The site, now called Coca-Cola Journey, has been repositioned to resemble an online magazine, in what Coca-Cola described as its most ambitious digital project since it first introduced the corporate site in 1995, spanning an investment of multi-millions over multiple years.
In addition to areas with investor information, news releases, and bios of executives, the site now offers magazine-like "stories" (albeit mostly relating in some positive way to the company and its brands) in tabs with subject areas such as entertainment, environment, health and sports.
Lead stories from these sections also can be accessed through a bar at the top, as can opinion pieces (e.g., the mayor of Prattville, Ala. writing on "Staying Healthy in Small-Town America"), videos and blogs. Links are provided to share information and comment through a variety of social media.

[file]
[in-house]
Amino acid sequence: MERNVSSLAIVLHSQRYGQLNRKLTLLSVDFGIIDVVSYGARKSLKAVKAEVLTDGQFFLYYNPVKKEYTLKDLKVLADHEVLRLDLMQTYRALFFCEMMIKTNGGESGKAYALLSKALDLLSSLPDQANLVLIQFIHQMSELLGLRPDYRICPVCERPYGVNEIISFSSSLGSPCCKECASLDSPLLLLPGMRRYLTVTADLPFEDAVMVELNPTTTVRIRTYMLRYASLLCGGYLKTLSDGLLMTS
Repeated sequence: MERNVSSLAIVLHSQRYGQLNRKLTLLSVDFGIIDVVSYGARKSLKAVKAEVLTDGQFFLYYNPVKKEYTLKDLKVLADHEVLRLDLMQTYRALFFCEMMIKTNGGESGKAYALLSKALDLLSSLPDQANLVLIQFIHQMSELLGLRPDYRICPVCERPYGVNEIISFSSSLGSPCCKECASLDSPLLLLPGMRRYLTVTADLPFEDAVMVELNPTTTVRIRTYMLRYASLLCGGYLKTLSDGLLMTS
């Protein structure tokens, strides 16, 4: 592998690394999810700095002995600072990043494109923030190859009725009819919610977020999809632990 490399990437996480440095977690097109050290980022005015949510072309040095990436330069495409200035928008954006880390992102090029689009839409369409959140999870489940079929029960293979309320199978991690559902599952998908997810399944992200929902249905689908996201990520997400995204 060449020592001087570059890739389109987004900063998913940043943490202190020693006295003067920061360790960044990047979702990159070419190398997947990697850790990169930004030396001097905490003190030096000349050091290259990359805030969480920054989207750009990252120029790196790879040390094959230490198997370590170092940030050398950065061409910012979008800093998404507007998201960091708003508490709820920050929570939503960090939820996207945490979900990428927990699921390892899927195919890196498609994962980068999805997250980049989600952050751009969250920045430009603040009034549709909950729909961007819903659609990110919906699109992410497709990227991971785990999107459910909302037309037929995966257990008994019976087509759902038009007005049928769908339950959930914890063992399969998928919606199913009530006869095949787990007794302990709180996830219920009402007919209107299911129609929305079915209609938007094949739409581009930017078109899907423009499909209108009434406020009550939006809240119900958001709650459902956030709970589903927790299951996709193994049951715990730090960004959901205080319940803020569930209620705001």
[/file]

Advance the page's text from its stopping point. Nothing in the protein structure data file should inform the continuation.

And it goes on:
To manage the site, the digital communications and social media team has been restructured to function more like an editorial team at a long-lead magazine, with a production schedule and editorial calendar, Ashley Brown, director for digital communications and social media at the Coca-Cola Company, told the Times. Four full-time employees work on the site, and content is also being created by 40 freelance writers and photographers, plus marketing and PR people throughout the company.
Coca-Cola, which is promoting the new site through SEM on Google, LinkedIn ads and outreach to customers and partners around the world, believes it can greatly increase the site's already substantial number of visitors (1.2 million uniques per month) with this "storytelling" approach to marketing, which ties in with its "liquid and linked" strategy for spreading its content across all media, Brown said.